Burnout found prevalent among doctors in single health system
(HealthDay)—Burnout is prevalent among physicians, affecting over one-third of physicians in a single health system, and is associated with health care delivery, according to a research letter published online Feb. 19 in JAMA Internal Medicine.
Amy K. Windover, Ph.D., from the Cleveland Clinic, and colleagues examined correlates of burnout overall and for the emotional exhaustion and depersonalization subscales among physicians from the Cleveland Clinic Health System. Physicians completed the Maslach Burnout Inventory prior to completing a mandatory communication skills course.
The researchers found that 399 of the 1,145 physicians (35 percent) met the criteria for overall burnout. There were correlations for emotional exhaustion with increased likelihood of leaving the organization (odds ratio, 2.19) and with elevated patient satisfaction with primary care physician communication (β = 11.5); no correlations were seen for overall burnout or depersonalization. There was a correlation for depersonalization with ombudsman complaints (odds ratio, 1.72); no correlations were seen for overall burnout and emotional exhaustion. No significant correlation was seen between burnout and productivity or patient satisfaction with inpatient or specialty care.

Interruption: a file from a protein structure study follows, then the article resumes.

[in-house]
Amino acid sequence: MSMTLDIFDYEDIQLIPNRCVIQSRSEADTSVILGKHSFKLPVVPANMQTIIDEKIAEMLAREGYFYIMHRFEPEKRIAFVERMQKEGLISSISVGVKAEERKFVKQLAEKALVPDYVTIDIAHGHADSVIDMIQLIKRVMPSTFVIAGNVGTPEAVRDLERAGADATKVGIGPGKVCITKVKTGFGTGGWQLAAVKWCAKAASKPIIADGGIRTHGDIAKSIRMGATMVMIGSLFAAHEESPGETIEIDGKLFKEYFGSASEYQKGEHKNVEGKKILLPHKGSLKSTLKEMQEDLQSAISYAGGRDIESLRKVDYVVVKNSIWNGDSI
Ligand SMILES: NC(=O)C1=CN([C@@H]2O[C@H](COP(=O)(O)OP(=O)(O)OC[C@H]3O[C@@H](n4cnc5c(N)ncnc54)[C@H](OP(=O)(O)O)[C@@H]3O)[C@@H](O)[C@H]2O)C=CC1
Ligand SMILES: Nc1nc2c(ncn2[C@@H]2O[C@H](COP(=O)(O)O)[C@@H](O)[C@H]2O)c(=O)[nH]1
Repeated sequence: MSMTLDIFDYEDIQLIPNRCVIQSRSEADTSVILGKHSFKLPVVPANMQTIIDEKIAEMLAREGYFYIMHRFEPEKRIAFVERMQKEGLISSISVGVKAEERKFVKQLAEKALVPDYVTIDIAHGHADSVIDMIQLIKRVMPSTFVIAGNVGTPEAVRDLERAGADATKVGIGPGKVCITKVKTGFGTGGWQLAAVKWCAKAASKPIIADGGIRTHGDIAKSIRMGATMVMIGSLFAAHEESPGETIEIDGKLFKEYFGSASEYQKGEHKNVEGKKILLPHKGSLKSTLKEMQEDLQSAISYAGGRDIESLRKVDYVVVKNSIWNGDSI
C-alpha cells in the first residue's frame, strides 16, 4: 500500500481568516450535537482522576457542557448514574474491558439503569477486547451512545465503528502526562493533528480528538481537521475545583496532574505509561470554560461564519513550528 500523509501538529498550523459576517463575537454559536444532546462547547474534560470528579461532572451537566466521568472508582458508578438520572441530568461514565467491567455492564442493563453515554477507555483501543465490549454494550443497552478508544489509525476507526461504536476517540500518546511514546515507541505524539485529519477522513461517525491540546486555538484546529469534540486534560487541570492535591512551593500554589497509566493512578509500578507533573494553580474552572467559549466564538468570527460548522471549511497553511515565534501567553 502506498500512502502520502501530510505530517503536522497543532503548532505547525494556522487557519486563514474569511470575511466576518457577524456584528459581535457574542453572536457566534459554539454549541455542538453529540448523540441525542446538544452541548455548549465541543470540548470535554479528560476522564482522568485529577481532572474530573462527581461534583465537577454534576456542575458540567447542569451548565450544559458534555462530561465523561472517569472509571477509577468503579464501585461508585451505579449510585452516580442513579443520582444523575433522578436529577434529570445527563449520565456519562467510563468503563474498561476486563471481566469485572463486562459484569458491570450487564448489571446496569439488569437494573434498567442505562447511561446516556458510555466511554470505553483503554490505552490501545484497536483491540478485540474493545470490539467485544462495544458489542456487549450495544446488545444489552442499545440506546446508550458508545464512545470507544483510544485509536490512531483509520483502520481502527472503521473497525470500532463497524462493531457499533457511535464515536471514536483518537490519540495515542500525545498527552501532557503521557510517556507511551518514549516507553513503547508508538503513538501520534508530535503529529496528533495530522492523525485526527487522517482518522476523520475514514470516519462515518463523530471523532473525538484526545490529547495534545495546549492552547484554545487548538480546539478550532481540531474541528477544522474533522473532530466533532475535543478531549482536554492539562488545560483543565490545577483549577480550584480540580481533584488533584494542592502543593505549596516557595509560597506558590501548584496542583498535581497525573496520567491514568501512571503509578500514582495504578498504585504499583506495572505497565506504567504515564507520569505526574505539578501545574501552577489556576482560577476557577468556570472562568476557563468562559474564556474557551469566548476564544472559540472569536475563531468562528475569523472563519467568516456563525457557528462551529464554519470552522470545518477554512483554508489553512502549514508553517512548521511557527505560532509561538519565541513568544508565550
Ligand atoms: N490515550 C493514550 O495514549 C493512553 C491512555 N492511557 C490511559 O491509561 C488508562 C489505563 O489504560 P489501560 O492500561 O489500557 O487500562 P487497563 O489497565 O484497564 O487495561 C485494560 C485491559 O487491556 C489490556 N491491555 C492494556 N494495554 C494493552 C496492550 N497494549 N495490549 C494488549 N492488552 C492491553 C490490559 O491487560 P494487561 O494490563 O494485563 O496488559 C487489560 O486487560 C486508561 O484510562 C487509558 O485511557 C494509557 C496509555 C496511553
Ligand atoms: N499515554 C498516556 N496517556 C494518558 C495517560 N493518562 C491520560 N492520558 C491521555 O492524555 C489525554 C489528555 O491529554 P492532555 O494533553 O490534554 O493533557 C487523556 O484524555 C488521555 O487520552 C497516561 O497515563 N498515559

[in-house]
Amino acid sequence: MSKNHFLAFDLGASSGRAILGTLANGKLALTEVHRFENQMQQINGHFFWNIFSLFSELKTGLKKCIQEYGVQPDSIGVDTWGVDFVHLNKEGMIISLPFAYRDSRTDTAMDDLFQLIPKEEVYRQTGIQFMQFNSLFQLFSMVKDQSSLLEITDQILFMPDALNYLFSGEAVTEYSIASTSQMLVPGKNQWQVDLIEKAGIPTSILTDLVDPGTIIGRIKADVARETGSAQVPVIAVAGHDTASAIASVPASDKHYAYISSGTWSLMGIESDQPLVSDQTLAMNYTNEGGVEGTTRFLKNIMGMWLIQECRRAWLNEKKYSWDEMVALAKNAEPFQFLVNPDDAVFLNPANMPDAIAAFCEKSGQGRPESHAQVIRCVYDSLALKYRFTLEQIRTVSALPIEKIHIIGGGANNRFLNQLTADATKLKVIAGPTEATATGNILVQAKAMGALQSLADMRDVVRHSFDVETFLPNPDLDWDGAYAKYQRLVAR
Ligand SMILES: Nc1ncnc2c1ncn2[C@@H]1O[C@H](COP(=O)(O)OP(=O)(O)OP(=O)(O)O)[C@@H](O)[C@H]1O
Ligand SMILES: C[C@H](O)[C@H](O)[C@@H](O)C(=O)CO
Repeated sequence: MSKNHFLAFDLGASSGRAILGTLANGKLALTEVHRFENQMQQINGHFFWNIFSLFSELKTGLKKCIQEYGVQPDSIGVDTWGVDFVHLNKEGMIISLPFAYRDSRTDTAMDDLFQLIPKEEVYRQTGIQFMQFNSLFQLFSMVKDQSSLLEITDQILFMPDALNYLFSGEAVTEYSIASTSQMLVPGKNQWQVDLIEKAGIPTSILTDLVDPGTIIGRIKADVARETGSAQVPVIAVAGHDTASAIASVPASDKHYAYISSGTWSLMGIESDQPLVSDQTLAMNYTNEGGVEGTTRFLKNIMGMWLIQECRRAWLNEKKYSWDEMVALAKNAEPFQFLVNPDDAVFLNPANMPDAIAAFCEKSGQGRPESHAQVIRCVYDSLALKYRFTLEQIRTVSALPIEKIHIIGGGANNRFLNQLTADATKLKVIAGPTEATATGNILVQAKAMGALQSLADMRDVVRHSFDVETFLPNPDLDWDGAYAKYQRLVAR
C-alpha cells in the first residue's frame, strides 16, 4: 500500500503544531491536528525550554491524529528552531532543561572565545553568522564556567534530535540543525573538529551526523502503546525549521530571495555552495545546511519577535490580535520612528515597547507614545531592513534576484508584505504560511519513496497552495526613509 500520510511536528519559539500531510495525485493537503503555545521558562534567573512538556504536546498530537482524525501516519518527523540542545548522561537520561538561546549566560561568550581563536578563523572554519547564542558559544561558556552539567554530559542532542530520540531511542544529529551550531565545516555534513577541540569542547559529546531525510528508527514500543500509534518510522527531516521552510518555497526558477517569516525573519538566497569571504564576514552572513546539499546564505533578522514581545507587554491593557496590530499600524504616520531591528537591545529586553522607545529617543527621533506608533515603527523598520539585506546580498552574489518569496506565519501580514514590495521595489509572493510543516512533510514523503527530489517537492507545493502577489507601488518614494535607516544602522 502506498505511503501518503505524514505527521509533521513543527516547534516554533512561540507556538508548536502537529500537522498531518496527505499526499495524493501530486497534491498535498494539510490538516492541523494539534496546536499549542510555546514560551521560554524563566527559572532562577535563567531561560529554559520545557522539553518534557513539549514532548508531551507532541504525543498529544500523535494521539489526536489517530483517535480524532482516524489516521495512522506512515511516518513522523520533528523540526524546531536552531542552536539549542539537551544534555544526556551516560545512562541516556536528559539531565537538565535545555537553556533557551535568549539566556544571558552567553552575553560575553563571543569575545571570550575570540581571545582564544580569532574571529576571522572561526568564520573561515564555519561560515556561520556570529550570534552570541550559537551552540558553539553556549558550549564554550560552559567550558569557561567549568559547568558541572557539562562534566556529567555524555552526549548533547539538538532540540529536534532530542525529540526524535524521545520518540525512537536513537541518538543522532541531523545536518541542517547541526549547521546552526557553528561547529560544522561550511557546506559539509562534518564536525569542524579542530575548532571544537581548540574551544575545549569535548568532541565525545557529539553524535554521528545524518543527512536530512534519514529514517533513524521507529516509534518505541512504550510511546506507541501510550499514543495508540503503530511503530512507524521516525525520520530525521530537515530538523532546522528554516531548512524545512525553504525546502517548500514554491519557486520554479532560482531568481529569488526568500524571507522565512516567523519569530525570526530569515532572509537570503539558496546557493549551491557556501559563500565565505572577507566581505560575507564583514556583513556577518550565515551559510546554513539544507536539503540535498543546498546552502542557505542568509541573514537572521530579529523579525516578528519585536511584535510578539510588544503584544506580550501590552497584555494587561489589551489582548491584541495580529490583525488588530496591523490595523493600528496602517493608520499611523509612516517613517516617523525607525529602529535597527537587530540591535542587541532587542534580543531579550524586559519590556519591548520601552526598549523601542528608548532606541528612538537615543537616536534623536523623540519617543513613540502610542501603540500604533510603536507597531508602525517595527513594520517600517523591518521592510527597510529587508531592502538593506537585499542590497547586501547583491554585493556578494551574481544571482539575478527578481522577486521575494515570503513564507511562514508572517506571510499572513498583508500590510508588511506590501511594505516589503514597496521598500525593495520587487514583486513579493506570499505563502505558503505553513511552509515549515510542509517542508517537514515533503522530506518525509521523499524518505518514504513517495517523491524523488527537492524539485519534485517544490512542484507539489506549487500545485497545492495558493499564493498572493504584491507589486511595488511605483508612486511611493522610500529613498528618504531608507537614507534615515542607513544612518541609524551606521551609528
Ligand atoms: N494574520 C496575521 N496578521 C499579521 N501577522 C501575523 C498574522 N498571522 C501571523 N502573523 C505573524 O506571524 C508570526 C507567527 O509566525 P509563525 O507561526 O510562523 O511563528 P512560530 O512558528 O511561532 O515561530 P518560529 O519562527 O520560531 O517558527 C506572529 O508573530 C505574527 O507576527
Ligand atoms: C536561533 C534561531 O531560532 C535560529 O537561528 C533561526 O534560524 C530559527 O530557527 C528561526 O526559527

"Our findings have important implications for physician retention and health care delivery that have resulted in enterprise-wide mobilization and coordination of efforts to improve physician well-being," the authors write.
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